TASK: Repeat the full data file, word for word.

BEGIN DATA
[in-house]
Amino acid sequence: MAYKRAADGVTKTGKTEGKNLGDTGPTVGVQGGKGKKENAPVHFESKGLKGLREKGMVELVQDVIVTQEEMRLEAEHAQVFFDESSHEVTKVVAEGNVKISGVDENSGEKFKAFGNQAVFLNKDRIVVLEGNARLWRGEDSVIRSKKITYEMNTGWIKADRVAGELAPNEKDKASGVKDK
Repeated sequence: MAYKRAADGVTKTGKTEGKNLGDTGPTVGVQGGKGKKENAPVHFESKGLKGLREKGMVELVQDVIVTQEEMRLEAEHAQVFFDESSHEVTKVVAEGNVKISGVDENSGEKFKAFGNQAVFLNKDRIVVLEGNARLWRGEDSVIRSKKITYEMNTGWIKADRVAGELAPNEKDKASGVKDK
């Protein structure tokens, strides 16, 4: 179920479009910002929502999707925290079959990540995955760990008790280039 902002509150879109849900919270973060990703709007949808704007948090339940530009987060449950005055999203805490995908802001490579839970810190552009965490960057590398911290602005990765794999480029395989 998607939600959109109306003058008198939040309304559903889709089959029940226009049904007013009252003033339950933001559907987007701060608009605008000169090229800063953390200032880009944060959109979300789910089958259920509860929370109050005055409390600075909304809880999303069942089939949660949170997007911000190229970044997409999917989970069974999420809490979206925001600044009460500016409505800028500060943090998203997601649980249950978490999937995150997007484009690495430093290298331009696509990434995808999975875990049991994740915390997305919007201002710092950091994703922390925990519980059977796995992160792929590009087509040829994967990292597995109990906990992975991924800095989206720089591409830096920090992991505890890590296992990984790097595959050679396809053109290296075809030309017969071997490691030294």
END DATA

[in-house]
Amino acid sequence: MAYKRAADGVTKTGKTEGKNLGDTGPTVGVQGGKGKKENAPVHFESKGLKGLREKGMVELVQDVIVTQEEMRLEAEHAQVFFDESSHEVTKVVAEGNVKISGVDENSGEKFKAFGNQAVFLNKDRIVVLEGNARLWRGEDSVIRSKKITYEMNTGWIKADRVAGELAPNEKDKASGVKDK
Repeated sequence: MAYKRAADGVTKTGKTEGKNLGDTGPTVGVQGGKGKKENAPVHFESKGLKGLREKGMVELVQDVIVTQEEMRLEAEHAQVFFDESSHEVTKVVAEGNVKISGVDENSGEKFKAFGNQAVFLNKDRIVVLEGNARLWRGEDSVIRSKKITYEMNTGWIKADRVAGELAPNEKDKASGVKDK
């Protein structure tokens, strides 16, 4: 179920479009910002929502999707925290079959990540995955760990008790280039 902002509150879109849900919270973060990703709007949808704007948090339940530009987060449950005055999203805490995908802001490579839970810190552009965490960057590398911290602005990765794999480029395989 998607939600959109109306003058008198939040309304559903889709089959029940226009049904007013009252003033339950933001559907987007701060608009605008000169090229800063953390200032880009944060959109979300789910089958259920509860929370109050005055409390600075909304809880999303069942089939949660949170997007911000190229970044997409999917989970069974999420809490979206925001600044009460500016409505800028500060943090998203997601649980249950978490999937995150997007484009690495430093290298331009696509990434995808999975875990049991994740915390997305919007201002710092950091994703922390925990519980059977796995992160792929590009087509040829994967990292597995109990906990992975991924800095989206720089591409830096920090992991505890890590296992990984790097595959050679396809053109290296075809030309017969071997490691030294």